Examining the relationship between the use of a mobile peer-support app and self-injury outcomes: longitudinal mixed methods study

Kaylee Payne Kruzan*, Janis Whitlock, Natalya N. Bazarova

*Corresponding author for this work

Research output: Contribution to journalArticlepeer-review

9 Scopus citations


Background: Many individuals who self-injure seek support and information through online communities and mobile peer-support apps. Although researchers have identified risks and benefits of participation, empirical work linking participation in these web-based spaces to self-injury behaviors and thoughts is limited. Objective: This study aims to investigate the relationship between behavioral and linguistic traces on a mobile peer support app and self-injury outcomes. Methods: Natural use data and web-based surveys (N=697) assessing self-injury outcomes were collected from 268 users (aged 13-38 years; median 19; 149/268, 55.6% female) of a mobile peer-support app for 4 months. Participants were identified as having posted self-injury content using an internal classifier. Natural log data was used to predict self-injury outcomes in a series of multilevel logistic and linear regressions. Results: Greater engagement on a mobile peer-support app was associated with a decreased likelihood of self-injury thoughts (odds ratio [OR] 0.25, 95% CI 0.09-0.73) and fewer intentions to self-injure (b=−0.37, SE 0.09), whereas posting triggering content was associated with an increased likelihood of engaging in behaviors (OR 5.37, 95% CI 1.25-23.05) and having self-injury thoughts (OR 17.87, 95% CI 1.64-194.15). Moreover, viewing triggering content was related to both a greater ability to resist (b=1.39, SE 0.66) and a greater intention to self-injure (b=1.50, SE 0.06). Conclusions: To our knowledge, this is the first study to connect naturally occurring log data to survey data assessing self-injury outcomes over time. This work provides empirical support for the relationship between participation in online forums and self-injury outcomes, and it articulates mechanisms contributing to this relationship.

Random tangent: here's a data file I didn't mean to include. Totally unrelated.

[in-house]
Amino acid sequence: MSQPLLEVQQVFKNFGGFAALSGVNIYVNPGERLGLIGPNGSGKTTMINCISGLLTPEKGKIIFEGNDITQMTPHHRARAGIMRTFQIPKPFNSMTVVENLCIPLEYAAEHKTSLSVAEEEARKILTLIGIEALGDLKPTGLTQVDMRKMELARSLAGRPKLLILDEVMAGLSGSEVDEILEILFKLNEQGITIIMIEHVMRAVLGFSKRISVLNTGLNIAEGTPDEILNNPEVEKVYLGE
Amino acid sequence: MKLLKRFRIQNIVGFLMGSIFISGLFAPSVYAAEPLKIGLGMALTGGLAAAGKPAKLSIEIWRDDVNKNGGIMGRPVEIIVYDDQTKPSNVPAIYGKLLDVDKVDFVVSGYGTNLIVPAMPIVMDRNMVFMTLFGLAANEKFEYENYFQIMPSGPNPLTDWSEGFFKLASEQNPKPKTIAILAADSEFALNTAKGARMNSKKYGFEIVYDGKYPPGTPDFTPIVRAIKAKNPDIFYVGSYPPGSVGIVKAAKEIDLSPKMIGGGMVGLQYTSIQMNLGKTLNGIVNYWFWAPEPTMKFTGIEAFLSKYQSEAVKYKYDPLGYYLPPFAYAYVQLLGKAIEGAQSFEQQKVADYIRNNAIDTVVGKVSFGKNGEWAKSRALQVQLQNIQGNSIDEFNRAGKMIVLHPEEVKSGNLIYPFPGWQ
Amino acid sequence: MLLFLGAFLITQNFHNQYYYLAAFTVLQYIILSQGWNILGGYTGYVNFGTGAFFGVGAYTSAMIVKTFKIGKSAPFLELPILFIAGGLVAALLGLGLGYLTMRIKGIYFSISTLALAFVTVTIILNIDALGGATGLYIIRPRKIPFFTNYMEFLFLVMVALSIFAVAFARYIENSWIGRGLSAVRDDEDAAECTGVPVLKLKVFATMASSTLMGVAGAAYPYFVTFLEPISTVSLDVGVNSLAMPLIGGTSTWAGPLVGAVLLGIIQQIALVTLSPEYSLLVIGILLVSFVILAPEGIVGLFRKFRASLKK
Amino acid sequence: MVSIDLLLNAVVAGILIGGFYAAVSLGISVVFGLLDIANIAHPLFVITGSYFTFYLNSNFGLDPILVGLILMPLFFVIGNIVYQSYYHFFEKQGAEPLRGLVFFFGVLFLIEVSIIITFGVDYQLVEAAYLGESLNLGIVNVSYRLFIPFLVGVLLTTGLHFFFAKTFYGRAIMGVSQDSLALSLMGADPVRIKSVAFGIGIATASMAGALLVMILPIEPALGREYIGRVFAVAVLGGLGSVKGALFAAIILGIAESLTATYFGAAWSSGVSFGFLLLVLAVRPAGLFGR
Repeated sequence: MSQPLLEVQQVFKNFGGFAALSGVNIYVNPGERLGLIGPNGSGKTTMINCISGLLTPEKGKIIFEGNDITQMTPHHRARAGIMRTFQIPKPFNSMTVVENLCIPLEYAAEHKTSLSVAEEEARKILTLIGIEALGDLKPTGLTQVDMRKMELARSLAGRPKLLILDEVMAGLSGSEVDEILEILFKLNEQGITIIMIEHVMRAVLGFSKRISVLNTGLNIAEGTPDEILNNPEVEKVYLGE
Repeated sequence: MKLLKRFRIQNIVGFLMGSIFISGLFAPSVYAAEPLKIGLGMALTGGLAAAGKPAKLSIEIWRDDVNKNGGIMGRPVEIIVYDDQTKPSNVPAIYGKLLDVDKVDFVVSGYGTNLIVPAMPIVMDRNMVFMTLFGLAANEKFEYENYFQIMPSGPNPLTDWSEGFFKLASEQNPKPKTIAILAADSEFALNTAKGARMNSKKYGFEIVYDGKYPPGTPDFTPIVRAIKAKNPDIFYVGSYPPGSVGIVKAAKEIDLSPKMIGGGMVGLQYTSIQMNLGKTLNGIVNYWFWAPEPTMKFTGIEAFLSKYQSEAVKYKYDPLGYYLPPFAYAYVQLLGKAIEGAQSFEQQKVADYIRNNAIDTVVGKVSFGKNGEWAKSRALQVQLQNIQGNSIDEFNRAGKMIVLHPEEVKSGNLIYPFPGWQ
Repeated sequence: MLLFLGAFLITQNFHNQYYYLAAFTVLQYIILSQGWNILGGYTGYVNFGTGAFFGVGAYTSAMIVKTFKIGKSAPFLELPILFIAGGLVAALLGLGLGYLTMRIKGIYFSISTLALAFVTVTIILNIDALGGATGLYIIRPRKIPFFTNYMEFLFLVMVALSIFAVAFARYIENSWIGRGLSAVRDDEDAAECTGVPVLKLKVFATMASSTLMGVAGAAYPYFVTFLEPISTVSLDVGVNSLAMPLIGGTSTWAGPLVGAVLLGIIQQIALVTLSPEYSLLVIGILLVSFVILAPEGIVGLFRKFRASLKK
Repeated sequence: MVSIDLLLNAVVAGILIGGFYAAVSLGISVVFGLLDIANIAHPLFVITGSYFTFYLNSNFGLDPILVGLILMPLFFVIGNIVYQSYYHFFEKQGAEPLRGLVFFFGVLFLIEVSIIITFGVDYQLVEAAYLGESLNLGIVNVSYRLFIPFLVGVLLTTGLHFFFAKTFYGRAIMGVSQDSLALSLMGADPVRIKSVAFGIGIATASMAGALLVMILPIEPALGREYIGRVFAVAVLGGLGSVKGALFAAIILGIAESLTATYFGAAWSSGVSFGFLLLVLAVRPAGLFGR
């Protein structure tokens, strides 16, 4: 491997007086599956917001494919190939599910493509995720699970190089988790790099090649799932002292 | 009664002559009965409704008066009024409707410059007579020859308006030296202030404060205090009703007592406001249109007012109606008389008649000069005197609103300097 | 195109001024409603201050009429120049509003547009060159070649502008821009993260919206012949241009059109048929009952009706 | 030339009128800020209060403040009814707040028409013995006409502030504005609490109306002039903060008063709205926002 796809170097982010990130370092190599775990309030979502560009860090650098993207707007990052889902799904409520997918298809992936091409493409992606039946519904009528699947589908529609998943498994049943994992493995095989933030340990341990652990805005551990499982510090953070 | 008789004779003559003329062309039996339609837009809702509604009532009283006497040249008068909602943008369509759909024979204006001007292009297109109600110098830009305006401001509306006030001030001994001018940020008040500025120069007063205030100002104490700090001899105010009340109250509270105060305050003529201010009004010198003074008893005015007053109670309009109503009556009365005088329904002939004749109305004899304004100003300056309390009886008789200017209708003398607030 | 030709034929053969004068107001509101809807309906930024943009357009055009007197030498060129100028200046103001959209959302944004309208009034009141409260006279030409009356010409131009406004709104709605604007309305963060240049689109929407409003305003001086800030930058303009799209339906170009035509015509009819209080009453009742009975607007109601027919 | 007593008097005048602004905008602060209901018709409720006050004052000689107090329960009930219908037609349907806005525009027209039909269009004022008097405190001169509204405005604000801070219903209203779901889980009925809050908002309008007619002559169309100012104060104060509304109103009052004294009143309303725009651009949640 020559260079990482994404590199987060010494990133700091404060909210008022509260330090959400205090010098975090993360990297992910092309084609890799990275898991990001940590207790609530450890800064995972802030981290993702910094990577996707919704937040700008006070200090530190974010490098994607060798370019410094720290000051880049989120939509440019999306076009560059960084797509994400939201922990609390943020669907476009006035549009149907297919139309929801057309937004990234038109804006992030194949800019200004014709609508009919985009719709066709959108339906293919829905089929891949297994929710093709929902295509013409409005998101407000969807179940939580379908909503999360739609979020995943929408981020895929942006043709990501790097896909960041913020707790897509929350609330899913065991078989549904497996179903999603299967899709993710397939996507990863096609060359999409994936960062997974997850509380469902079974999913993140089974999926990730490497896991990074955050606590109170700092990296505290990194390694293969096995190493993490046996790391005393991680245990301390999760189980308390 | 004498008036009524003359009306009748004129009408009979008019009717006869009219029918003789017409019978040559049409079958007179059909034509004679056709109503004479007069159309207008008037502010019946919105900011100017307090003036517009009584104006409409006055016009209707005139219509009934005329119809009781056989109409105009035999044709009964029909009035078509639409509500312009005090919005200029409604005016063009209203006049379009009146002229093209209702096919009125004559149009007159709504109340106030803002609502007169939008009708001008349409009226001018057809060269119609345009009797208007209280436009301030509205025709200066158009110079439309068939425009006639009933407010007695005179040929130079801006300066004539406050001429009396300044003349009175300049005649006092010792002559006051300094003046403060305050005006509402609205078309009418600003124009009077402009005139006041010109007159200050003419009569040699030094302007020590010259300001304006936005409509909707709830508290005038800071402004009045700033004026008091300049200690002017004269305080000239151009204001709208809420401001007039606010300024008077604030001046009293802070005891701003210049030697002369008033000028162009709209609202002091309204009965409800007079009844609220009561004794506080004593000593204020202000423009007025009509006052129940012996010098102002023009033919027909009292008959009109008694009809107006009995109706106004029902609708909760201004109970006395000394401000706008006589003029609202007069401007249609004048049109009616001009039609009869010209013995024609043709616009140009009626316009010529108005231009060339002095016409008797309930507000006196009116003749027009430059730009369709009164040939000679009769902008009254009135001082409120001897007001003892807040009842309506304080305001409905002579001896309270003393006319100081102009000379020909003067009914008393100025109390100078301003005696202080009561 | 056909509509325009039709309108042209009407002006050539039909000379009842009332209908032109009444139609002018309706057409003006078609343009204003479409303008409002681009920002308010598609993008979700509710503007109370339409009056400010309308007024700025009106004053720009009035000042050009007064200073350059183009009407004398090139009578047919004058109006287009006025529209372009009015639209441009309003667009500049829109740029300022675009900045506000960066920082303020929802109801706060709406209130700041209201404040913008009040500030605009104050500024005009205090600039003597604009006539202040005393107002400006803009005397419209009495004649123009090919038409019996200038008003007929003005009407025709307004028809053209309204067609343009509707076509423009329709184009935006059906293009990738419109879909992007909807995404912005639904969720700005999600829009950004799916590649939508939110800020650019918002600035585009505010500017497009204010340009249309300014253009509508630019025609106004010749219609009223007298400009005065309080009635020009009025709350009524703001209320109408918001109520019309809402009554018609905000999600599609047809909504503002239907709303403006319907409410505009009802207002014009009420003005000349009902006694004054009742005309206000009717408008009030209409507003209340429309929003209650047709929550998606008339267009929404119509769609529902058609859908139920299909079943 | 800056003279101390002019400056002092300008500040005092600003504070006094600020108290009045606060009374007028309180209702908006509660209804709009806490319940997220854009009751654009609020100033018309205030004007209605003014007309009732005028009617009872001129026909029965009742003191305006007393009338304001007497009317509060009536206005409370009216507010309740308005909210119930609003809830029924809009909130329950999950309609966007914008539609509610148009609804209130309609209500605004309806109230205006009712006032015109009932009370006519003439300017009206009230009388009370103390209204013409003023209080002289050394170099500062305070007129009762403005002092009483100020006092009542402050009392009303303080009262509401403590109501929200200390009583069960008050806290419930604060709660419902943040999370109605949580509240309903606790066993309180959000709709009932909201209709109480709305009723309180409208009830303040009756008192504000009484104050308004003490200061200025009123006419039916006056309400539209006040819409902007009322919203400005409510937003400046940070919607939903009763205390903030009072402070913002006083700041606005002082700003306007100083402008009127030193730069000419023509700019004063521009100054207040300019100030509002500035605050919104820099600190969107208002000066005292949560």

Original languageEnglish (US)
Article numbere21854
JournalJMIR Mental Health
Issue number1
StatePublished - Jan 2021


  • MHealth
  • Mobile apps
  • Peer support
  • Self-injury

ASJC Scopus subject areas

  • Psychiatry and Mental health


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